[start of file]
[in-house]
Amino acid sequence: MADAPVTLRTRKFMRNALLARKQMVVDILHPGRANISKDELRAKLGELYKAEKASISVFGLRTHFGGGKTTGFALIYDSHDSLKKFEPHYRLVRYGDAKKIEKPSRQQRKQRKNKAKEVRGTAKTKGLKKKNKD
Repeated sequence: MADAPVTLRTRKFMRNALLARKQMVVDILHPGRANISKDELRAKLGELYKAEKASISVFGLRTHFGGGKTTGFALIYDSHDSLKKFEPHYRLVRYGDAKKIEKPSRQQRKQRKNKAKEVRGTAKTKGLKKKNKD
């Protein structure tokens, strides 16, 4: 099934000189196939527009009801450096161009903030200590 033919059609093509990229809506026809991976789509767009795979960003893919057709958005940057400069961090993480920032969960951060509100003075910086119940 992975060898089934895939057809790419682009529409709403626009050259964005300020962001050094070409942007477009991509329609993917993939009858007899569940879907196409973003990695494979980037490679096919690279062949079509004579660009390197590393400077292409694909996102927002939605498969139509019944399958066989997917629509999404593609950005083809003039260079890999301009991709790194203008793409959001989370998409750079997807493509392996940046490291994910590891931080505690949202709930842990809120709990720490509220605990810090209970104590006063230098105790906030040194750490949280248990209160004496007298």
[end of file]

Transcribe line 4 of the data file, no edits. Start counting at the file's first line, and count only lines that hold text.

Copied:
């Protein structure tokens, strides 16, 4: 099934000189196939527009009801450096161009903030200590 033919059609093509990229809506026809991976789509767009795979960003893919057709958005940057400069961090993480920032969960951060509100003075910086119940 992975060898089934895939057809790419682009529409709403626009050259964005300020962001050094070409942007477009991509329609993917993939009858007899569940879907196409973003990695494979980037490679096919690279062949079509004579660009390197590393400077292409694909996102927002939605498969139509019944399958066989997917629509999404593609950005083809003039260079890999301009991709790194203008793409959001989370998409750079997807493509392996940046490291994910590891931080505690949202709930842990809120709990720490509220605990810090209970104590006063230098105790906030040194750490949280248990209160004496007298």